Objectively labeling a collision as preventable can sting, but it can also nurture good judgementBy David Kinaan | Oct 31, 2017
The term “preventable” can be a hard word to stomach—especially when you were just involved in a traffic collision that may have been your fault. It might imply that you should have known better and you did something wrong or failed to take an action that would have avoided the collision. Not an easy thing to accept when you’re a cop.
As a cop, you are given the public’s trust. You have a tremendous amount of pride in accepting that trust and the last thing you want to do is betray that trust. But that’s exactly what’s implied if someone tells you that your collision was preventable.
Consider this. An officer is approaching a four-way, signal-controlled intersection, with a clear view in all directions. The light turns green and the officer proceeds. An errant driver fails to stop for the red light and the patrol car broadsides the errant vehicle.
The collision is clearly not the officer’s fault because the other driver failed to stop for the red light. But as the commander, it’s your responsibility to call the collision preventable. It may not be a popular call, but it’s the right call. The officer should have seen the errant vehicle approaching and avoided the collision.
In 1985, I was pacing a 70-mph speeder in a 55-mph zone on the southbound I-110 Harbor Freeway. The speeder was in the left lane and I was using right lanes to pace them. I entered a one-lane collector road that ran along the side of the main portion of the freeway for a few hundred yards. I continued my pace and saw a vehicle enter the collector road from the right shoulder ahead of me. I began braking, then realized the vehicle had come to a stop in the single lane. I steered onto the right shoulder, but my patrol car side-swiped the car before coming to a stop. Luckily, no one was physically injured, though the speeder did get away.
When my sergeant came out to investigate the collision, he told me that this was going to be a preventable collision. I felt horrible. That word stung—not only had I betrayed the public trust and my department by damaging a patrol car and a citizen’s vehicle, but my department determined I could have done something to prevent it.
It turned out, the citizen had been on the right shoulder because his car had died. He got it started and tried to go, but it died again as he entered the lane. That didn’t matter. I had struck a stopped vehicle. How could it be anything other than my fault?
Additionally, I could have prevented the collision not placing myself in that situation, specifically, by not attempting to pace a speeder from a one-lane collector road. That decision left me with little or no options when someone pulled out in front of me. Had I stayed on the main portion of the freeway, where there were multiple lanes, I would have had more options when something unexpected happened.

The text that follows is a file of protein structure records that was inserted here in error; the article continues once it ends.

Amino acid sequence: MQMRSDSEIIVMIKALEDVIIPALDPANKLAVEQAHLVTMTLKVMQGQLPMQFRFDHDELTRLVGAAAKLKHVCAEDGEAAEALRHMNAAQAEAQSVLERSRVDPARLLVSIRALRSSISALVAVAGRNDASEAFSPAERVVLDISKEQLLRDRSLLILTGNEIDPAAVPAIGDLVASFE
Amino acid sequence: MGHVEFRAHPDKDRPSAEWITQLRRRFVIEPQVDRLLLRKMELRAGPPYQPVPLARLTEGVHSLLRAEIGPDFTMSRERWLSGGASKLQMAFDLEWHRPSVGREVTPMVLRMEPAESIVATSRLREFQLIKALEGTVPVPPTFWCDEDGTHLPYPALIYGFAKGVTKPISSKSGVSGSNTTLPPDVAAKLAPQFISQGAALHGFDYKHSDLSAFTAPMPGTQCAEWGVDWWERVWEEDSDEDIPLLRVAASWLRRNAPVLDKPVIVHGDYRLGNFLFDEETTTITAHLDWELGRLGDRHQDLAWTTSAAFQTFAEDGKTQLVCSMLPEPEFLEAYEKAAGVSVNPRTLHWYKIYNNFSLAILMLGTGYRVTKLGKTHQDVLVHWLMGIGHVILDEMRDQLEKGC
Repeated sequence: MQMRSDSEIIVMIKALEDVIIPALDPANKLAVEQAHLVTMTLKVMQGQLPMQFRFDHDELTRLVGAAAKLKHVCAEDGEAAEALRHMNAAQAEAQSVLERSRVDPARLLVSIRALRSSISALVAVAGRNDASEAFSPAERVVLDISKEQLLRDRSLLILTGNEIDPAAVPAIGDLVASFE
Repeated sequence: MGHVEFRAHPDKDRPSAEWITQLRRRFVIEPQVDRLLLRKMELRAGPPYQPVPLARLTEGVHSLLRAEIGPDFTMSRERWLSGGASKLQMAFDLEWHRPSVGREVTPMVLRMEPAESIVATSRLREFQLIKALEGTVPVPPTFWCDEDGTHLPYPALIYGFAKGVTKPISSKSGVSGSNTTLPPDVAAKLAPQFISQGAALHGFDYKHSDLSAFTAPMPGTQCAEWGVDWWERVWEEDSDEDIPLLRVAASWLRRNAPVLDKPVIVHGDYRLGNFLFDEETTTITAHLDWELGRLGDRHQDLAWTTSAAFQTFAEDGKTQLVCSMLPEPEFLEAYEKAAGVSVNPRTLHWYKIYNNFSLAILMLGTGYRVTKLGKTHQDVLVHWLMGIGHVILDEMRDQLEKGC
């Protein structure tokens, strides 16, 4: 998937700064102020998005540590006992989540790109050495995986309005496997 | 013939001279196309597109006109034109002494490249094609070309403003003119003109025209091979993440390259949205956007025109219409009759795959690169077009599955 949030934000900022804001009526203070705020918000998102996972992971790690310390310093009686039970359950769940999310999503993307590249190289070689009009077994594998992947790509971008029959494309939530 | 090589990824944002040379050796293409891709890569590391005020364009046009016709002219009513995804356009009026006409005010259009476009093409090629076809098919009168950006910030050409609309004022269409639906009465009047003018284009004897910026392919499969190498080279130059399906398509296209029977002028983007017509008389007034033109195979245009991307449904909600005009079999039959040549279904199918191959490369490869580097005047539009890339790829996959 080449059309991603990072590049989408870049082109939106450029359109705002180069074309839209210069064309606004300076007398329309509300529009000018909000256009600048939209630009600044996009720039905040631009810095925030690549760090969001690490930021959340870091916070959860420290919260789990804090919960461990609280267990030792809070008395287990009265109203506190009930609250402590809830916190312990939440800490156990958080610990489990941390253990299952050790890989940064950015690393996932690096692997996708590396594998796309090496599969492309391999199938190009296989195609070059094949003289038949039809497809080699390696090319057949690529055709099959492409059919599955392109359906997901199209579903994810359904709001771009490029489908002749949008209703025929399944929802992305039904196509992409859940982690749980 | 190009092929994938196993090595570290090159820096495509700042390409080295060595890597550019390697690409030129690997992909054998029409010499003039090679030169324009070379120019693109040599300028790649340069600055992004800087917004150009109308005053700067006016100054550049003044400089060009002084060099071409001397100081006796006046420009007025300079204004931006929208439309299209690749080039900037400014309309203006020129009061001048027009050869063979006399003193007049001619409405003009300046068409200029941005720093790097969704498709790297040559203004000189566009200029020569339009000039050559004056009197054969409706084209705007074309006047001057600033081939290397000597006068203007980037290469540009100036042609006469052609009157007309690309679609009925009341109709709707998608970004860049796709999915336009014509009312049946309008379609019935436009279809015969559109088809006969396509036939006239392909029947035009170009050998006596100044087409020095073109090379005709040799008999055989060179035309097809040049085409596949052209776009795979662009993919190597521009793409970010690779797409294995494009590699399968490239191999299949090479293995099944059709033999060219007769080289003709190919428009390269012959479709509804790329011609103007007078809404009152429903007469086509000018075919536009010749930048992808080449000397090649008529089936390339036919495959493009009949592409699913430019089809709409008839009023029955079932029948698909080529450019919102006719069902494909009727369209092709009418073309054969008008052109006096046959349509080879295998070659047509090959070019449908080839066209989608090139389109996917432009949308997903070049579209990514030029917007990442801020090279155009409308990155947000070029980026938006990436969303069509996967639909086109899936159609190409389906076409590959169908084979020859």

By labeling the collision preventable, it had a several effects. First and foremost, it made me never want to be involved in a collision again. When I met, one-on-one with my captain, for the first time in my career, I knew I was never going to put myself in a position where I had to have a conversation like that again. While talking to my captain, he asked me to describe what happened and what I thought about what happened. He walked me through the decisions I made that day and pointed out other options I could have chosen that would have probably lead to a much different outcome. By doing this, he was imparting his wisdom, gained through his own experience, or the experience of others, and he guided me to making better decisions on my own. He was teaching me to use better judgement.
Probably the biggest lesson I learned was about making decisions that limit options. By entering that one-lane collector road, I limited my ability to maneuver if something went wrong. I gave up my “out.” It’s an important lesson that cuts through many aspects of life, both on and off the job.
In 1985, another common practice when one was involved in a preventable collision was to share the details of the collision with shift briefings. I had to draw a diagram on the board and present the sequence of events that led to the collision. By discussing the details of the collision, others got the benefit of the lessons I learned, without having to suffer the consequences.
In today’s world, this may sound like I was being punished for what was a minor traffic collision. Although the actions taken by my supervisor and commander were intended to be corrective actions, the larger effect, and benefit, was to teach good judgement. We all learned from my mistake.
It’s not necessarily easy to assign preventability to a collision. Nor is it easy to accept that you could have prevented a collision that may not have been your fault. But when looking at the big picture, assigning preventability to a collision, where appropriate, has the effect of changing behavior. The long-lasting benefit of imparting good judgement, and creating the environment to disseminate it amongst the troops, will surely outlast the temporary sting of the preventable label.